It was Ellen, together with Mrs. Gaskell and Charlotte’s friend and publisher George Smith, that made my blood boil in the book’s last chapters. Barker does a wonderful job of piecing together the creation of The Life of Charlotte Brontë, which became the beginning of what Lucasta Miller described as “the Brontë myth”. The three of them did Charlotte a great injustice, not only with the border-line-illegal ways used to gather materials, but especially in the portrayal her family, which would be the accepted version for centuries to come: “poor Charlotte”; not-of-this-world Emily; Branwell, the black-sheep; Patrick, the distant and harsh father; Arthur the domineering husband.
Also, next time someone argues that the media’s exploitation of the personal life of celebrities is a modern phenomenon, I’ll have to gently disagree, after reading about what happened after Charlotte’s death.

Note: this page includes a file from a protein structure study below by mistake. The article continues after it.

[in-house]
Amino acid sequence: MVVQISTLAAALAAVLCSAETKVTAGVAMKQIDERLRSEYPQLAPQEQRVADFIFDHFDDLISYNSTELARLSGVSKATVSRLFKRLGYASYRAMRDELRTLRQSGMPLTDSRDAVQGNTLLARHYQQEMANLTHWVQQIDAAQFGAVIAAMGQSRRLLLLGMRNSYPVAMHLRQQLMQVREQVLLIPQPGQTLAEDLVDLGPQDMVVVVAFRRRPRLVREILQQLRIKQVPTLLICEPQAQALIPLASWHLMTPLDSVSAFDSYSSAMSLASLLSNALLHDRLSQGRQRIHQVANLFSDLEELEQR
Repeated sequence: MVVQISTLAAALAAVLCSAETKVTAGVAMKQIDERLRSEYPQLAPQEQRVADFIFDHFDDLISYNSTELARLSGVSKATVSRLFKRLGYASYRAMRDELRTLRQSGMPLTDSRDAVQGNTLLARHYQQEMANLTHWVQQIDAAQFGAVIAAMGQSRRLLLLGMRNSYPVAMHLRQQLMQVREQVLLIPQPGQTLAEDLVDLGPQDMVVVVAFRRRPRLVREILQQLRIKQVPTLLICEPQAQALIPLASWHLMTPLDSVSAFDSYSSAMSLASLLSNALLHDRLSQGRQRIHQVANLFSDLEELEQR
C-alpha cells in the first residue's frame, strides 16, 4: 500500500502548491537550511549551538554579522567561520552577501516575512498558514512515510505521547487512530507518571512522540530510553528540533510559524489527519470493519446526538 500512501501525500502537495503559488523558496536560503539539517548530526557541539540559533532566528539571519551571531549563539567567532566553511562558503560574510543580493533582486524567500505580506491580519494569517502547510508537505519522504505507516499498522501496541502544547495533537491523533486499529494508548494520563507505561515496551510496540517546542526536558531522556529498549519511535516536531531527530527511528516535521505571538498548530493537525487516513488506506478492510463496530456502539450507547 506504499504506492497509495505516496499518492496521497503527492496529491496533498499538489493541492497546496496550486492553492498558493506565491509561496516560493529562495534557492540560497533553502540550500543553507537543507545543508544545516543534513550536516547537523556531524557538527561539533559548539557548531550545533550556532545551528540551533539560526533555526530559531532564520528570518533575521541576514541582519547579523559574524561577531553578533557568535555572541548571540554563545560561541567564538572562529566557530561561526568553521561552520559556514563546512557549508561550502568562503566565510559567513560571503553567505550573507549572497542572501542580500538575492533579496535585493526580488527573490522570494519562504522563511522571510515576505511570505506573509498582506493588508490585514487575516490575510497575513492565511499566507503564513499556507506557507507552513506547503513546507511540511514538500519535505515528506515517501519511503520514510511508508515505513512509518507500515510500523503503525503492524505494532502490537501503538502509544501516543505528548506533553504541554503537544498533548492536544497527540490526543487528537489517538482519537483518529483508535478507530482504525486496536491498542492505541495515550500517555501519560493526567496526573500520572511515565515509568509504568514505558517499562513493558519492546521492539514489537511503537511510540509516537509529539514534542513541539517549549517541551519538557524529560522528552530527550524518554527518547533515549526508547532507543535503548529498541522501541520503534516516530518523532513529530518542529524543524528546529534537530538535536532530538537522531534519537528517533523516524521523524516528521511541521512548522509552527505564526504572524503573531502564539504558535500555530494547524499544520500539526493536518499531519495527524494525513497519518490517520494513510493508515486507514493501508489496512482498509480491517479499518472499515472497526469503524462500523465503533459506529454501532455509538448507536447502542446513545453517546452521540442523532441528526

Barker has clearly set out to de-bunk most of the Brontë myths and has done a great job of it. It’s almost an historical moment to see their true characters finally starting to surface, after all this time.
I’ve never done more than one post about a single book (except read-alongs), but I’ll open an exception for this one. It’s not just because it’s probably the biggest book I’ve ever picked up, but I’m half-way through it and it’s fascinating enough to make me want to put some thoughts down. This is compulsory reading for anyone with an interest in the Brontës and don’t be intimidated by its size: it’s one of those books that just floooows.